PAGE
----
Most carnivorous fish are sold to lucrative markets in the United States, Europe and Japan.
To maximize growth and enhance flavor, shrimp and salmon farmers use processed food made from less valuable fish species harvested from the sea - herring, mackerel, anchovy, sardine and other relatively small varieties.
The problem, explains Naylor, is that it takes a lot of mackerel and herring to feed farmed fish. As a result, the average farmer ends up using about three pounds of wild-caught fish to grow a single pound of salmon or shrimp.
About 29 million tons of finfish and shellfish were farmed worldwide in 1997 - a significant contribution to world fish supplies until you subtract the additional 10 million tons of wild fish harvested for feed that year.
In other words, says Naylor, 10 million tons of herring, mackerel and sardine that could have been directly consumed by people or wildlife ended up as processed fishmeal instead.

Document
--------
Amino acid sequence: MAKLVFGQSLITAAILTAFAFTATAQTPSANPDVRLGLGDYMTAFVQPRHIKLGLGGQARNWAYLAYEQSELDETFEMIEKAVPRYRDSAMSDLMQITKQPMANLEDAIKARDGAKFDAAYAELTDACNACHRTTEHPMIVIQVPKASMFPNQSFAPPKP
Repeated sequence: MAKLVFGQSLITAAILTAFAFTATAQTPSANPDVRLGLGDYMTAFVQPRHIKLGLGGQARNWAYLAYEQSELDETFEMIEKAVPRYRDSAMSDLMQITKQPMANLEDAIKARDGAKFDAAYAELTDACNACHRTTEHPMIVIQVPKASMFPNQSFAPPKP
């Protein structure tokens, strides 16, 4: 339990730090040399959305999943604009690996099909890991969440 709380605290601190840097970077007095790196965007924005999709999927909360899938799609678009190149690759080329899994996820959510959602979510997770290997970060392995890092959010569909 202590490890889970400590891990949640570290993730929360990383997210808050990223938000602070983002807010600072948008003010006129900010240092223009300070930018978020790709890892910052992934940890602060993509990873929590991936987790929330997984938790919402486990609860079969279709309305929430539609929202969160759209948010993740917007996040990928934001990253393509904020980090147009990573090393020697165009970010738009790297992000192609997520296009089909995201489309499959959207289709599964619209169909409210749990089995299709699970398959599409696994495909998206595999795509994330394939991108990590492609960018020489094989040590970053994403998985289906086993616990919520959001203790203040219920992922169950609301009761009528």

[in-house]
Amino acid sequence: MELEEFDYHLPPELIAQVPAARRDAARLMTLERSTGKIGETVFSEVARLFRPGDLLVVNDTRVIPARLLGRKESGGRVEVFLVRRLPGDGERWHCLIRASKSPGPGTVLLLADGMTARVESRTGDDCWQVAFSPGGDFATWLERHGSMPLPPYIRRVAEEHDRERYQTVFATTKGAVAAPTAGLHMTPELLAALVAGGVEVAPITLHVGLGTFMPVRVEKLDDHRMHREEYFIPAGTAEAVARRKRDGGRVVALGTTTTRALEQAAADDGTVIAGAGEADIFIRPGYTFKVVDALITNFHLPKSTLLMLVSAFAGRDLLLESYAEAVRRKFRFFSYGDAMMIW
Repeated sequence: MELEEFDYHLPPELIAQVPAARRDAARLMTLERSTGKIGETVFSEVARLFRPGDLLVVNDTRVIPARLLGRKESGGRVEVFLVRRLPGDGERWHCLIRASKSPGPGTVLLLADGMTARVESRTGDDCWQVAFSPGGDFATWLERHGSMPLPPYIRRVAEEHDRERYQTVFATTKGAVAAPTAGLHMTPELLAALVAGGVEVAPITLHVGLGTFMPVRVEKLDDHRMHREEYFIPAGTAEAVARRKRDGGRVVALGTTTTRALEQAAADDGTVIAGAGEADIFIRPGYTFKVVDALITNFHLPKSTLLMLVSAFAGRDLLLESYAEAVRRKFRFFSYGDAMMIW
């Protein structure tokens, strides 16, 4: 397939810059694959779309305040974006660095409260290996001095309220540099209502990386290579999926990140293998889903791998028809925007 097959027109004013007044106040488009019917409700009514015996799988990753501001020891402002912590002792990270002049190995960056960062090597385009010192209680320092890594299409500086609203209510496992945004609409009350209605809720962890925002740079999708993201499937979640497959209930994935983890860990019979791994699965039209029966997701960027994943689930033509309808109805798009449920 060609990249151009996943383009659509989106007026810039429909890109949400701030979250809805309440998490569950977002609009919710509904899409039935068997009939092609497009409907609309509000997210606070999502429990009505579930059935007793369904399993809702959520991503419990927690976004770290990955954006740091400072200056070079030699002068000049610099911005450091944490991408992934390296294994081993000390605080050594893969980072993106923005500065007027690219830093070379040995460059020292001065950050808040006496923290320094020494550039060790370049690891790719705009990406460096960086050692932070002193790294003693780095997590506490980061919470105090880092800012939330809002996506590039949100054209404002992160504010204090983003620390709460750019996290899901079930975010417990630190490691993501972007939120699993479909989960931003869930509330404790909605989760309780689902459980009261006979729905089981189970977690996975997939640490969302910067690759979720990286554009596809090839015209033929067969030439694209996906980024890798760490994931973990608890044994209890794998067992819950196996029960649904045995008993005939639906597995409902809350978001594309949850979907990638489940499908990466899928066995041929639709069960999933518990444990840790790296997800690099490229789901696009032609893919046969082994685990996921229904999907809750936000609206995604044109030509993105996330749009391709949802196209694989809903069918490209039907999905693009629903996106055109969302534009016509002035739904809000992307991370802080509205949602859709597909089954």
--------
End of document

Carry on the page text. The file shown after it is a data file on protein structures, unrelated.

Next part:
Another 22 million tons of wild fish also were used for pig and cow feed in 1997.
If that rate of harvest continues, then some populations of herring, mackerel and other fish low in the food chain could virtually disappear from the world's oceans, according to the Nature study. That, says Naylor and Mooney, would have a direct impact on humans as well as seabirds and marine mammals that depend on these wild fish populations.
"The growing aquaculture industry cannot continue to rely on finite stocks of wild-caught fish, a number of which are already classified as fully exploited, overexploited or depleted," warn the authors.
"What our study demonstrates is that you don't get something for nothing," adds Mooney, the Paul S. Achilles Professor of Environmental Sciences.
"It takes a lot of protein to produce protein," he explains. "We're calling upon the aquaculture industry to create a better feed, one that uses fewer fish."